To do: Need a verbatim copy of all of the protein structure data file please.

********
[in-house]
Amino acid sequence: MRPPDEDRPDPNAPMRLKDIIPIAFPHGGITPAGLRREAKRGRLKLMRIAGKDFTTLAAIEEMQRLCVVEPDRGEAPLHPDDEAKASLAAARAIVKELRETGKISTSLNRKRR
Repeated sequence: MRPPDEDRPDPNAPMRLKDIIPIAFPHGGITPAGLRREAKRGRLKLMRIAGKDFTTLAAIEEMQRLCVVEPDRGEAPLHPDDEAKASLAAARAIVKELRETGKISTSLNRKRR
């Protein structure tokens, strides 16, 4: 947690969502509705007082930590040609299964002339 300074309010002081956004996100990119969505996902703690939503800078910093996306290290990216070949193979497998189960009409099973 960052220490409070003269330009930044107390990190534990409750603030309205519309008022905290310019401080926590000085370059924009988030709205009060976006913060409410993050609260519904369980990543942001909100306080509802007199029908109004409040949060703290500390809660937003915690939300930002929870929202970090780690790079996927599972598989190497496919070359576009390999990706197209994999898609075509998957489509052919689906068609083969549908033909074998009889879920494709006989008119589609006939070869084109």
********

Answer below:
[in-house]
Amino acid sequence: MRPPDEDRPDPNAPMRLKDIIPIAFPHGGITPAGLRREAKRGRLKLMRIAGKDFTTLAAIEEMQRLCVVEPDRGEAPLHPDDEAKASLAAARAIVKELRETGKISTSLNRKRR
Repeated sequence: MRPPDEDRPDPNAPMRLKDIIPIAFPHGGITPAGLRREAKRGRLKLMRIAGKDFTTLAAIEEMQRLCVVEPDRGEAPLHPDDEAKASLAAARAIVKELRETGKISTSLNRKRR
């Protein structure tokens, strides 16, 4: 947690969502509705007082930590040609299964002339 300074309010002081956004996100990119969505996902703690939503800078910093996306290290990216070949193979497998189960009409099973 960052220490409070003269330009930044107390990190534990409750603030309205519309008022905290310019401080926590000085370059924009988030709205009060976006913060409410993050609260519904369980990543942001909100306080509802007199029908109004409040949060703290500390809660937003915690939300930002929870929202970090780690790079996927599972598989190497496919070359576009390999990706197209994999898609075509998957489509052919689906068609083969549908033909074998009889879920494709006989008119589609006939070869084109």